that contemporary documents
refer to him as Princeps Ulidae,

Prince of Ulster.

This was a big problem for his new king
back in England.

By 1205, Henry II was dead.

His son, King John, was on the throne.

For a while, de Courci had proved himself
useful to the English Crown,

enforcing the law and raising taxes.

-Rent of half a shilling.
-MAN: Thank you, my lord.

But now John realized

he was getting too rich
and too big for his boots.

And if that wasn't enough,
de Courci did something really stupid.

When he was here, he started

-minting his own coins? That's right?
-He did.

Yes, he did start minting his own coins.

This was seen by the King John,
back in England,

as a real threat to his authority.

At the time, coins were seen
as a real symbol of power.

Uh, the King would have
minted coins to show that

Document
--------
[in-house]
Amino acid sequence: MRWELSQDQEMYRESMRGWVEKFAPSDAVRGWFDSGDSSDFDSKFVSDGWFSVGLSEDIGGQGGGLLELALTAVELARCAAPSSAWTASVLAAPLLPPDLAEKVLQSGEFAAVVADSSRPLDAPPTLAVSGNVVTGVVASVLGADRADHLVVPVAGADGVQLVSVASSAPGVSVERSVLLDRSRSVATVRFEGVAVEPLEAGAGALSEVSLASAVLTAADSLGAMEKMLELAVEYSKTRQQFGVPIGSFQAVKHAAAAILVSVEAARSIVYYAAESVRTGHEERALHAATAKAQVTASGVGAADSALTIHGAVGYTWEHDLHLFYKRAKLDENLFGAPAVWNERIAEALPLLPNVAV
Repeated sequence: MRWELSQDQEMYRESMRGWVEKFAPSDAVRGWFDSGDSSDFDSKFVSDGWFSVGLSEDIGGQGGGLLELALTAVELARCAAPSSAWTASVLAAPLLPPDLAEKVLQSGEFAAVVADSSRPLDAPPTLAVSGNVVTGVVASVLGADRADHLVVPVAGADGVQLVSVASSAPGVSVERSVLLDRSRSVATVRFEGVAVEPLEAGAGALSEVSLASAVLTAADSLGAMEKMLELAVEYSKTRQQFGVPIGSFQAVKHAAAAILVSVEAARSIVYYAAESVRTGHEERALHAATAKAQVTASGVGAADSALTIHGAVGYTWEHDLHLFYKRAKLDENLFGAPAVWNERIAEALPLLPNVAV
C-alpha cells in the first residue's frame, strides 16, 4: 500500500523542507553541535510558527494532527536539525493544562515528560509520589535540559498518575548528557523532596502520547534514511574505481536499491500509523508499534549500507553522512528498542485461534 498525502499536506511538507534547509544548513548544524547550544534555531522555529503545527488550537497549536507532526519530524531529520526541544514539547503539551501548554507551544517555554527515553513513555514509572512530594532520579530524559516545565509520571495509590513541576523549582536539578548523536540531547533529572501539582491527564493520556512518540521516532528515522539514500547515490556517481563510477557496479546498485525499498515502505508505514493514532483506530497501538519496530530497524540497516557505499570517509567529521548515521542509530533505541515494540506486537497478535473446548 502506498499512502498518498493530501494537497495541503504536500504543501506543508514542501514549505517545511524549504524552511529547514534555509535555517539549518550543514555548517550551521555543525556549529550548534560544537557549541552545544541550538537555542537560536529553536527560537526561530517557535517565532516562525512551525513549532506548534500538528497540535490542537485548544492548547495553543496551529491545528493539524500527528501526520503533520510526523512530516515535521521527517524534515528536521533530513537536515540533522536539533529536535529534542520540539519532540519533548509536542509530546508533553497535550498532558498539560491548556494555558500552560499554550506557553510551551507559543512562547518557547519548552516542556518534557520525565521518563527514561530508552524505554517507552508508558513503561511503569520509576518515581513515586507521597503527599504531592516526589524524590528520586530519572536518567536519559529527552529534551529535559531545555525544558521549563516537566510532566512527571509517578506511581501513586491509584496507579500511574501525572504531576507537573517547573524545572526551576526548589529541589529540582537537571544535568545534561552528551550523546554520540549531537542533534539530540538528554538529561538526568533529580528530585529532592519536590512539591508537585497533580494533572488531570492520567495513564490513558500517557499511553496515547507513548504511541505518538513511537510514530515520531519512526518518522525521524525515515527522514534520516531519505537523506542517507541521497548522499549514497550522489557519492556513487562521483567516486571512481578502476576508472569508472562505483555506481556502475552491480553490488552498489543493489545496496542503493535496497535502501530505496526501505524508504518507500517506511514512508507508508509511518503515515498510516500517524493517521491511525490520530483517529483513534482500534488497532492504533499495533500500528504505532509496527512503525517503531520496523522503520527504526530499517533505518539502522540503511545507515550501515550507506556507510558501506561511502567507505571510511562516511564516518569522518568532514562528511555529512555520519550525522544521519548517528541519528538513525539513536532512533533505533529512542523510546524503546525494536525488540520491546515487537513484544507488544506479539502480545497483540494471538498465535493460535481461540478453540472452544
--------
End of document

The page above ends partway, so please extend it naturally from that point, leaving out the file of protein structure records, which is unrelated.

he controlled all the trade and commerce.

So, when John de Courci
decided to mint coins,

he was really making
a declaration of independence.

JONES: He's saying,
I'm the person who controls commerce,

who controls
power in this part of the world.

MCALLISTER: Absolutely.

JONES: Almost like
he's the King of Ulster himself.

That's exactly what he was saying.

And John was a very mean
and vindictive man.

He felt very insecure
in his place on the throne.

And he would have
been absolutely outraged by such

a declaration of independence
from himself.

It was just unfeasible that

a mere knight could do this kind of thing.

And can we see the coin?

We can see it here, in this little box.

It's very, very small.

It's just a tiny fragment,
really now, but you can

still make out it's silver, isn't it?

It's still silver, but with quite
a high percentage of tin in it,

which makes it very brittle.

It's amazing to think
that out of this tiny coin

arose so much trouble
between King John and John de Courci.

MCALLISTER: Absolutely, he was making
such a statement with this tiny coin.

It was a real
gesture of defiance to King John.

It's fascinating.

It's very small,
but it's a very, very powerful symbol.

JONES: At first,
John asked another nobleman